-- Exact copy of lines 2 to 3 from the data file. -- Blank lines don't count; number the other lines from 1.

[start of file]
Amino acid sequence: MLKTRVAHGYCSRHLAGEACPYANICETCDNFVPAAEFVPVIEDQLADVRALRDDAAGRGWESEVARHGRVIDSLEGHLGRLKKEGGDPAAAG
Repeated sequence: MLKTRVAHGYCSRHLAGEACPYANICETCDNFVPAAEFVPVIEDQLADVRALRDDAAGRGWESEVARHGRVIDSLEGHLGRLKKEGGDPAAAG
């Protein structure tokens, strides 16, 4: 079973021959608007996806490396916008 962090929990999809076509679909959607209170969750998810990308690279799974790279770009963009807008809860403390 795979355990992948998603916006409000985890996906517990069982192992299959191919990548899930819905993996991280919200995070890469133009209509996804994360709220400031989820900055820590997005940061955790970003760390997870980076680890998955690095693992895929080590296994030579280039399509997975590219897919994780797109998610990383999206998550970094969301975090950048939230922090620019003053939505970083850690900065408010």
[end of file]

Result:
Repeated sequence: MLKTRVAHGYCSRHLAGEACPYANICETCDNFVPAAEFVPVIEDQLADVRALRDDAAGRGWESEVARHGRVIDSLEGHLGRLKKEGGDPAAAG
């Protein structure tokens, strides 16, 4: 079973021959608007996806490396916008 962090929990999809076509679909959607209170969750998810990308690279799974790279770009963009807008809860403390 795979355990992948998603916006409000985890996906517990069982192992299959191919990548899930819905993996991280919200995070890469133009209509996804994360709220400031989820900055820590997005940061955790970003760390997870980076680890998955690095693992895929080590296994030579280039399509997975590219897919994780797109998610990383999206998550970094969301975090950048939230922090620019003053939505970083850690900065408010």